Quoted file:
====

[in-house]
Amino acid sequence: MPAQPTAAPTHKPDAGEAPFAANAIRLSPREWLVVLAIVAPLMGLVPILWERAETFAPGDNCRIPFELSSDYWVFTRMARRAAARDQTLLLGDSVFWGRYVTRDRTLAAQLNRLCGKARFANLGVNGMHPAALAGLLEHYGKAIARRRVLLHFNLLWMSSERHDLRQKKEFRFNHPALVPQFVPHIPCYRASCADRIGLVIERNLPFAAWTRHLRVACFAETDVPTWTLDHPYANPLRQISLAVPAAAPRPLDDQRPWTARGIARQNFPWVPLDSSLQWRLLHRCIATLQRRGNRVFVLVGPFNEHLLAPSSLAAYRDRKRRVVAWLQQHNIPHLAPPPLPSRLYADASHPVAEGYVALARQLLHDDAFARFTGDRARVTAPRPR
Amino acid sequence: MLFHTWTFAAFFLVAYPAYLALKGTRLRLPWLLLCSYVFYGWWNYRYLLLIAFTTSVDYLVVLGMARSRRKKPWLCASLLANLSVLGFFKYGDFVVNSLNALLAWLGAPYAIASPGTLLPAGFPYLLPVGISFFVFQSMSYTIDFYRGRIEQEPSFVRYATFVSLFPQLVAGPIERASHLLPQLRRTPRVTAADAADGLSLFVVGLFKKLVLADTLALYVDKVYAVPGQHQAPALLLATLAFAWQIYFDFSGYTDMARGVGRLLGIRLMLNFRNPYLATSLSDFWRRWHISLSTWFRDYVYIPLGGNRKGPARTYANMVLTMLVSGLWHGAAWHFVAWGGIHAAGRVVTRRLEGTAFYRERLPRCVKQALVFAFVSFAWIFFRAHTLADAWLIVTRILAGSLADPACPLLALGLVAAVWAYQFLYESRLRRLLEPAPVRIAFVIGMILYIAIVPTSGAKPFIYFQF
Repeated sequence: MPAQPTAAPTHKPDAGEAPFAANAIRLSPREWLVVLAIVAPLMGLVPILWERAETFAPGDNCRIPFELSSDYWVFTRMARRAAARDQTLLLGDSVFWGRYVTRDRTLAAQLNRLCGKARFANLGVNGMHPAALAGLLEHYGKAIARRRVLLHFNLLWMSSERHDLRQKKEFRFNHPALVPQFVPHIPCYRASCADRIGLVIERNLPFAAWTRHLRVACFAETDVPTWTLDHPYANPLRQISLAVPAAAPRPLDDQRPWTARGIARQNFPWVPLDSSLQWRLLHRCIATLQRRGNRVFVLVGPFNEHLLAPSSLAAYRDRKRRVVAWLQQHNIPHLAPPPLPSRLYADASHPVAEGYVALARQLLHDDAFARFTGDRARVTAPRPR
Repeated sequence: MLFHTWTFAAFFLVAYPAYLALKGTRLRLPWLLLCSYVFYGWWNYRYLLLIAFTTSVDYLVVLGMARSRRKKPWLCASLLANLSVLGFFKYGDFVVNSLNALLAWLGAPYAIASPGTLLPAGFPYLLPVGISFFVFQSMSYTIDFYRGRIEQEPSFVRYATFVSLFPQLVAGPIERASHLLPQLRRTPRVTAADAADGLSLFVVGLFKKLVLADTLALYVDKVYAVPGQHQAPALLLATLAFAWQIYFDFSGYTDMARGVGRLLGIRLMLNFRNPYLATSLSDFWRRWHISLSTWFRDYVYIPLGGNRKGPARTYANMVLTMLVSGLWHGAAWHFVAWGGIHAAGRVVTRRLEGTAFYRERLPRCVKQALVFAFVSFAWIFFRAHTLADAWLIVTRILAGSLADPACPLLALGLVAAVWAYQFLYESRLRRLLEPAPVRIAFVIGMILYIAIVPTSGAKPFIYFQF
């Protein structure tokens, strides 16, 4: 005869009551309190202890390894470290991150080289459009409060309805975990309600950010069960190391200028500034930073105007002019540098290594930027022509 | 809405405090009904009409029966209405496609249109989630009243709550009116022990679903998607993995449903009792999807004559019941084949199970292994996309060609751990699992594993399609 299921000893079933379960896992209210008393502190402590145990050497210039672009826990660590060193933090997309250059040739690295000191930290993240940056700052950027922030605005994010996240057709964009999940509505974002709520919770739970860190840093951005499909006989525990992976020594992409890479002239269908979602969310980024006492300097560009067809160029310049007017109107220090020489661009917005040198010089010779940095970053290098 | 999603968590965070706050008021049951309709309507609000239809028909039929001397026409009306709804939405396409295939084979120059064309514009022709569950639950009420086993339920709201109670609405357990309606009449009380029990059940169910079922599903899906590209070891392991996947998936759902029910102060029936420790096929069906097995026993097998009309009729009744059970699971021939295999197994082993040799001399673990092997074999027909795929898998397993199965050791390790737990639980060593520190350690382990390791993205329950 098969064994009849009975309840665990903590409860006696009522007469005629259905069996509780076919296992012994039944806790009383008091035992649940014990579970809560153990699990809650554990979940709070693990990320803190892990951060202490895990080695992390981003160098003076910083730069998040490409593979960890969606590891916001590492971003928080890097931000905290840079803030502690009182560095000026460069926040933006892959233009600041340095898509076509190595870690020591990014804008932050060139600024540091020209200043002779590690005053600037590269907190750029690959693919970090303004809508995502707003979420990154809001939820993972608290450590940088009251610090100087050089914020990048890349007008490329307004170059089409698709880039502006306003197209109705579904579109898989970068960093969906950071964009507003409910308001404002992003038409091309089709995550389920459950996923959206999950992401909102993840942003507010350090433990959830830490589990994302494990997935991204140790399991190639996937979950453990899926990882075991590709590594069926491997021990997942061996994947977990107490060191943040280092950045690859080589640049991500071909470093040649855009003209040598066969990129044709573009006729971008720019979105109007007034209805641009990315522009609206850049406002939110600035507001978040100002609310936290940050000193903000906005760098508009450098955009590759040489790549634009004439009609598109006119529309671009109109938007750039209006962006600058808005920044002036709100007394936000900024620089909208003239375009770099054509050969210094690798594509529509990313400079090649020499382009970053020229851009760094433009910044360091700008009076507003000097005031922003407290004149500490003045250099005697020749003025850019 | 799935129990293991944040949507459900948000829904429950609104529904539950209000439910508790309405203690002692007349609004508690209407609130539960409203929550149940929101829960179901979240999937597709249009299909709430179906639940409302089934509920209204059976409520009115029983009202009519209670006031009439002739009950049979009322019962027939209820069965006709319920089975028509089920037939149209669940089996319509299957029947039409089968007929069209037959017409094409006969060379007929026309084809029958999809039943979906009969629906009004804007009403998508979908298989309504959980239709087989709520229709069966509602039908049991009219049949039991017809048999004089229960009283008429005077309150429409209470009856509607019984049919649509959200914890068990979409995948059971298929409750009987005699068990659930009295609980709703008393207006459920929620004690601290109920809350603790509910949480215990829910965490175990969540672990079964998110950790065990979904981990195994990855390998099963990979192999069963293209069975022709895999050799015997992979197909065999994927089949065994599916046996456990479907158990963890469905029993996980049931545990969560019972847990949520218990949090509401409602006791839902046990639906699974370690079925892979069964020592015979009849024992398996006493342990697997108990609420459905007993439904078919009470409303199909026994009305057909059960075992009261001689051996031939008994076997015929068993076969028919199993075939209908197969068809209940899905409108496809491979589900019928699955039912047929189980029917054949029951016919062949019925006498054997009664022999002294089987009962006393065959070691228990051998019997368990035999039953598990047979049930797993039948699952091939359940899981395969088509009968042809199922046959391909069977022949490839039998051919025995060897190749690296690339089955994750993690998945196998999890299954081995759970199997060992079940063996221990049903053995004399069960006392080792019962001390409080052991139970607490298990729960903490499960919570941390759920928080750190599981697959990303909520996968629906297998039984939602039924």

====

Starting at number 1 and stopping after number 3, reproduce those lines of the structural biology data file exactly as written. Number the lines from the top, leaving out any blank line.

[in-house]
Amino acid sequence: MPAQPTAAPTHKPDAGEAPFAANAIRLSPREWLVVLAIVAPLMGLVPILWERAETFAPGDNCRIPFELSSDYWVFTRMARRAAARDQTLLLGDSVFWGRYVTRDRTLAAQLNRLCGKARFANLGVNGMHPAALAGLLEHYGKAIARRRVLLHFNLLWMSSERHDLRQKKEFRFNHPALVPQFVPHIPCYRASCADRIGLVIERNLPFAAWTRHLRVACFAETDVPTWTLDHPYANPLRQISLAVPAAAPRPLDDQRPWTARGIARQNFPWVPLDSSLQWRLLHRCIATLQRRGNRVFVLVGPFNEHLLAPSSLAAYRDRKRRVVAWLQQHNIPHLAPPPLPSRLYADASHPVAEGYVALARQLLHDDAFARFTGDRARVTAPRPR
Amino acid sequence: MLFHTWTFAAFFLVAYPAYLALKGTRLRLPWLLLCSYVFYGWWNYRYLLLIAFTTSVDYLVVLGMARSRRKKPWLCASLLANLSVLGFFKYGDFVVNSLNALLAWLGAPYAIASPGTLLPAGFPYLLPVGISFFVFQSMSYTIDFYRGRIEQEPSFVRYATFVSLFPQLVAGPIERASHLLPQLRRTPRVTAADAADGLSLFVVGLFKKLVLADTLALYVDKVYAVPGQHQAPALLLATLAFAWQIYFDFSGYTDMARGVGRLLGIRLMLNFRNPYLATSLSDFWRRWHISLSTWFRDYVYIPLGGNRKGPARTYANMVLTMLVSGLWHGAAWHFVAWGGIHAAGRVVTRRLEGTAFYRERLPRCVKQALVFAFVSFAWIFFRAHTLADAWLIVTRILAGSLADPACPLLALGLVAAVWAYQFLYESRLRRLLEPAPVRIAFVIGMILYIAIVPTSGAKPFIYFQF